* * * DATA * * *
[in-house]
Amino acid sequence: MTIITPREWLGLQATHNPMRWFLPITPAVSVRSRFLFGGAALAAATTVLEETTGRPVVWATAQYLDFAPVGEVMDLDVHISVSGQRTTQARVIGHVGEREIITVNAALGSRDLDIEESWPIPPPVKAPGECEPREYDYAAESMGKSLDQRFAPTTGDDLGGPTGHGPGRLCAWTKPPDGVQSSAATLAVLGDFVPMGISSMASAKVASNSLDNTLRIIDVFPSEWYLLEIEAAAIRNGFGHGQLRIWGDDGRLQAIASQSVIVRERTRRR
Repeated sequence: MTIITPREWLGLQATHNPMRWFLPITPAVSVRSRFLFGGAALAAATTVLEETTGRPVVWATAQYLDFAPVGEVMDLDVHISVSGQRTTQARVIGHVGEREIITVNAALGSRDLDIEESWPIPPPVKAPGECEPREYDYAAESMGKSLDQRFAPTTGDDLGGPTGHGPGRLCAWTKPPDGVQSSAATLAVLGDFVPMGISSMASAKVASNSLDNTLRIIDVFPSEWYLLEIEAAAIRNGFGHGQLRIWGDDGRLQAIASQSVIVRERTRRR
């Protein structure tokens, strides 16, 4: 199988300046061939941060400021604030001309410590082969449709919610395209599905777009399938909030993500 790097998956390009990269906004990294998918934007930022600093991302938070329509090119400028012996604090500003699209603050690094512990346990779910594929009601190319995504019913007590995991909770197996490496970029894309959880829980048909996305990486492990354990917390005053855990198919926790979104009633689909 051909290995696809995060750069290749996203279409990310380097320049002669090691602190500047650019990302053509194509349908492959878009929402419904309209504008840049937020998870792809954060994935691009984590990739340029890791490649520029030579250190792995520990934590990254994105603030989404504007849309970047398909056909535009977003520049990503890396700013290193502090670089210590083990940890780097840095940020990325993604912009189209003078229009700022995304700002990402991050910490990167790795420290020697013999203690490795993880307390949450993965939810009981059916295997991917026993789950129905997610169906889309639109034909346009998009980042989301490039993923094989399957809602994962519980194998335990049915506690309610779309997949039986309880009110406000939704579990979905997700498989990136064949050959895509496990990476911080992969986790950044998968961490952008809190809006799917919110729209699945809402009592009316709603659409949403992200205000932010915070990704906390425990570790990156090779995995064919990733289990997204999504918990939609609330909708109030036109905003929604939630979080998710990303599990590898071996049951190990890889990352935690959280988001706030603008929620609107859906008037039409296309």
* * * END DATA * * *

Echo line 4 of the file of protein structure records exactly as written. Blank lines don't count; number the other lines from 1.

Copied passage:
């Protein structure tokens, strides 16, 4: 199988300046061939941060400021604030001309410590082969449709919610395209599905777009399938909030993500 790097998956390009990269906004990294998918934007930022600093991302938070329509090119400028012996604090500003699209603050690094512990346990779910594929009601190319995504019913007590995991909770197996490496970029894309959880829980048909996305990486492990354990917390005053855990198919926790979104009633689909 051909290995696809995060750069290749996203279409990310380097320049002669090691602190500047650019990302053509194509349908492959878009929402419904309209504008840049937020998870792809954060994935691009984590990739340029890791490649520029030579250190792995520990934590990254994105603030989404504007849309970047398909056909535009977003520049990503890396700013290193502090670089210590083990940890780097840095940020990325993604912009189209003078229009700022995304700002990402991050910490990167790795420290020697013999203690490795993880307390949450993965939810009981059916295997991917026993789950129905997610169906889309639109034909346009998009980042989301490039993923094989399957809602994962519980194998335990049915506690309610779309997949039986309880009110406000939704579990979905997700498989990136064949050959895509496990990476911080992969986790950044998968961490952008809190809006799917919110729209699945809402009592009316709603659409949403992200205000932010915070990704906390425990570790990156090779995995064919990733289990997204999504918990939609609330909708109030036109905003929604939630979080998710990303599990590898071996049951190990890889990352935690959280988001706030603008929620609107859906008037039409296309």